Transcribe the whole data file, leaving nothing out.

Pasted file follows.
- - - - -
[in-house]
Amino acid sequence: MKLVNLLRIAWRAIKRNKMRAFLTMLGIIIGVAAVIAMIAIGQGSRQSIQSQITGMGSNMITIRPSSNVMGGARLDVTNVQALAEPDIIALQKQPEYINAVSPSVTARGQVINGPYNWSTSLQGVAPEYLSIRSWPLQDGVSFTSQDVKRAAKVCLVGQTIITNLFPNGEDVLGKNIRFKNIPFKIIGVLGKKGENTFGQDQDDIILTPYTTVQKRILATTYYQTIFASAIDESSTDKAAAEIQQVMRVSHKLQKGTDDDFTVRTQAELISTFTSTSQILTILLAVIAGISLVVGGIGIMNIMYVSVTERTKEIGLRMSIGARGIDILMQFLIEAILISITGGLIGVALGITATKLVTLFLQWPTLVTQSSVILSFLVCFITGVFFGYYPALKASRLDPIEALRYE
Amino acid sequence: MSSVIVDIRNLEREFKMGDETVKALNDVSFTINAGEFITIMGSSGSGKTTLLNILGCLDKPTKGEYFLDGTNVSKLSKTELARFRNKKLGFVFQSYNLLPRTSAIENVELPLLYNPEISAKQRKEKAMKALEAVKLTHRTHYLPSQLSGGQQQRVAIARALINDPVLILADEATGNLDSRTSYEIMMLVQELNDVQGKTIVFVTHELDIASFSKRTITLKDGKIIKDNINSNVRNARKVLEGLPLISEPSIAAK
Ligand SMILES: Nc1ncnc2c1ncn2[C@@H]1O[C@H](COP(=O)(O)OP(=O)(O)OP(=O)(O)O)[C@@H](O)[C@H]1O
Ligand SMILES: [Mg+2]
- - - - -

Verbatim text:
[in-house]
Amino acid sequence: MKLVNLLRIAWRAIKRNKMRAFLTMLGIIIGVAAVIAMIAIGQGSRQSIQSQITGMGSNMITIRPSSNVMGGARLDVTNVQALAEPDIIALQKQPEYINAVSPSVTARGQVINGPYNWSTSLQGVAPEYLSIRSWPLQDGVSFTSQDVKRAAKVCLVGQTIITNLFPNGEDVLGKNIRFKNIPFKIIGVLGKKGENTFGQDQDDIILTPYTTVQKRILATTYYQTIFASAIDESSTDKAAAEIQQVMRVSHKLQKGTDDDFTVRTQAELISTFTSTSQILTILLAVIAGISLVVGGIGIMNIMYVSVTERTKEIGLRMSIGARGIDILMQFLIEAILISITGGLIGVALGITATKLVTLFLQWPTLVTQSSVILSFLVCFITGVFFGYYPALKASRLDPIEALRYE
Amino acid sequence: MSSVIVDIRNLEREFKMGDETVKALNDVSFTINAGEFITIMGSSGSGKTTLLNILGCLDKPTKGEYFLDGTNVSKLSKTELARFRNKKLGFVFQSYNLLPRTSAIENVELPLLYNPEISAKQRKEKAMKALEAVKLTHRTHYLPSQLSGGQQQRVAIARALINDPVLILADEATGNLDSRTSYEIMMLVQELNDVQGKTIVFVTHELDIASFSKRTITLKDGKIIKDNINSNVRNARKVLEGLPLISEPSIAAK
Ligand SMILES: Nc1ncnc2c1ncn2[C@@H]1O[C@H](COP(=O)(O)OP(=O)(O)OP(=O)(O)O)[C@@H](O)[C@H]1O
Ligand SMILES: [Mg+2]